Shrimpers’ Cultural Clash Adds to Mounting Woes
NEW ORLEANS (AP) _ A recent gunbattle between Louisiana and Vietnamese shrimpers over choice fishing waters has brought to the surface the tension each side feels in these lean times for the industry.
Increased regulation, dwindling resources, rising costs and foreign competition, coupled with language barriers and misunderstood cultural customs, provide more than enough fuel to ignite an already heated situation in the Gulf of Mexico waters, people on both sides say.
″It’s tough for the guys out there,″ said Lt. Col. Charles Clark of the Louisiana Wildlife and Fisheries Department. ″People are struggling to survive and it’s not ethnic background, it’s who’s catching the shrimp that divides people.″
″I don’t think it’s discrimination against the Vietnamese fishermen,″ said Monsignor Dominic Luong, pastor of Mary Queen of Vietnam Church. ″I think it is a human thing. You have the Vietnamese fighting to achieve on the economic scale and you have the other fishermen trying to do the same thing. The Vietnamese do keep the rules, but sometimes they don’t understand the American rules. In that situation, tempers flare.″
A federal grand jury is expected to look into the May 5 incident in which longtime local fishermen and Vietnamese immigrants exchanged gunfire and rammed each others’ boats. The Coast Guard officials intervened and briefly confiscated six shrimp boats. No one was injured in the confrontation.
For the Vietnamese, who have struggled up from poverty, owning their own boats is a step up. But for Louisiana shrimpers, a way of life is rapidly crumbling.
The costs of shrimping, including fuel, nets and insurance, have skyrocketed, said Capt. Sandy Dares of Wildlife and Fisheries. Meanwhile, shrimpers are coming off several bad years and a winter freeze that kept them landlocked for an extended period this year.
Shrimpers are particularly bitter over the federal laws that require they use Turtle Excluder Devices. The TEDs allow the endangered Kemp’s Ridley sea turtle to escape from their nets, but shrimpers say the turtle isn’t caught in Louisiana waters and the TEDs let half of their catch escape.
″They just can’t make any money. So how do they pay for the boat and feed their families?″ Dares asked. ″Then you’ve got more regulations showing up every day. Not just the TEDs, but lots of things, like what they have to have on their boats and how they can dispose of their waste oil.″
″I just can’t afford it,″ said Mark Buras, 37, of Port Sulphur. ″You never did get rich shrimping. One year would be good, one year bad, one year you’d break even. With the TEDs they’ll all be bad. It’s like having a big hole in the middle of the net.″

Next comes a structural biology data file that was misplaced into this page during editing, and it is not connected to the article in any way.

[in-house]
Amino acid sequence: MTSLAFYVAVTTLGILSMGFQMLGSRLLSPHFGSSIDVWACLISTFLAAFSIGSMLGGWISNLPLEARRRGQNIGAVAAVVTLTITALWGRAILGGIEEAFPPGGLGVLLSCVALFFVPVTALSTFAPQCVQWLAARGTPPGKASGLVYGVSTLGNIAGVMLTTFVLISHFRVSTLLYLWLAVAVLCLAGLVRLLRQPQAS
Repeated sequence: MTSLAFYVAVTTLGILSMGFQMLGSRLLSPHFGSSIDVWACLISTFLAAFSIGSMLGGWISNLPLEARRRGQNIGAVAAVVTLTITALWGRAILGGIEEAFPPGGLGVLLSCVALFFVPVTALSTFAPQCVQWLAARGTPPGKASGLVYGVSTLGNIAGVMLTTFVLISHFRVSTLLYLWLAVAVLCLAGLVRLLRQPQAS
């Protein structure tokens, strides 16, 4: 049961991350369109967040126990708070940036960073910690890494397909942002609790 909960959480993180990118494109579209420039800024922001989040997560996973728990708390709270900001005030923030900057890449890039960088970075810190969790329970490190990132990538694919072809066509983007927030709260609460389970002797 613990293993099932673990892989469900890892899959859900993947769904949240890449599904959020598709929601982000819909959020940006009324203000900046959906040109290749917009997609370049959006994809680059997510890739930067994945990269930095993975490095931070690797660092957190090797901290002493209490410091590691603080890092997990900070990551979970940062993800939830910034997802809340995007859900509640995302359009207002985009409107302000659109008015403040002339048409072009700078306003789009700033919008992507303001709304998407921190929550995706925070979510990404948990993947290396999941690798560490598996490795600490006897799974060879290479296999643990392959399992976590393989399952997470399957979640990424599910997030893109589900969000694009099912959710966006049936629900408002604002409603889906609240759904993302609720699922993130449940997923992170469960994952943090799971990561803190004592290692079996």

Many U.S. native shrimpers believe the Vietnamese aren’t using the TEDs, according to Donald Lirette of Dulac, president of the Terrebonne Fishermen’s Organization.
Clark dismisses such talk, as well as shrimpers’ charges that the Vietnamese have bigger boats and use them to drive other shrimpers away from schools of shrimp when they’re found.
″I don’t think they have bigger boats. If you look at it there’s a lot of equal opportunity out there,″ Clark said. ″When the shrimp are found it’s everyone for himself. But to tell the truth, when the Vietnamese find shrimp, they’re going for it. They’re much more interested in harvesting the resource than in human compassion.″
The language barrier is also blamed for many problems. At sea, shrimpers communicate by radio or shouting at one other.
″The Vietnamese only learn the American words for ‘we found some shrimp,’ said Lirette. ″They monitor the radio and when they hear that they head there. That doesn’t make the guy who found the shrimp and told his buddy happy.″
″In Louisiana, shrimpers never moved that much,″ Clark said. ″They shrimped their own area and that was it. ... The Vietnamese are very migrant, on the other hand. They go anywhere they hear the shrimp are. I don’t think they’ve grasped our sense of fair play, and some of the shrimpers probably hold it against them.″
Foreign shrimp imports add to the problem, Dares said. About 80 percent of the shrimp consumed in the United States is imported, and, he said, it’s cheaper than what Louisiana shrimpers produce.
″No matter what we do they can grow shrimp cheaper than we can catch them,″ said Kevin Pennison of Houma.
The economic squeeze for both groups is acute, and for both the alternatives to shrimping are narrow now, with the state’s economy shrunken because of oil industry problems.
″What happened was most Vietnamese came here and had no time to learn English or develop skills,″ Luong said. ″They had to go right into the labor market to support their families. For them, owning their own business or boat is achieving on the economic scale. They have moved up.″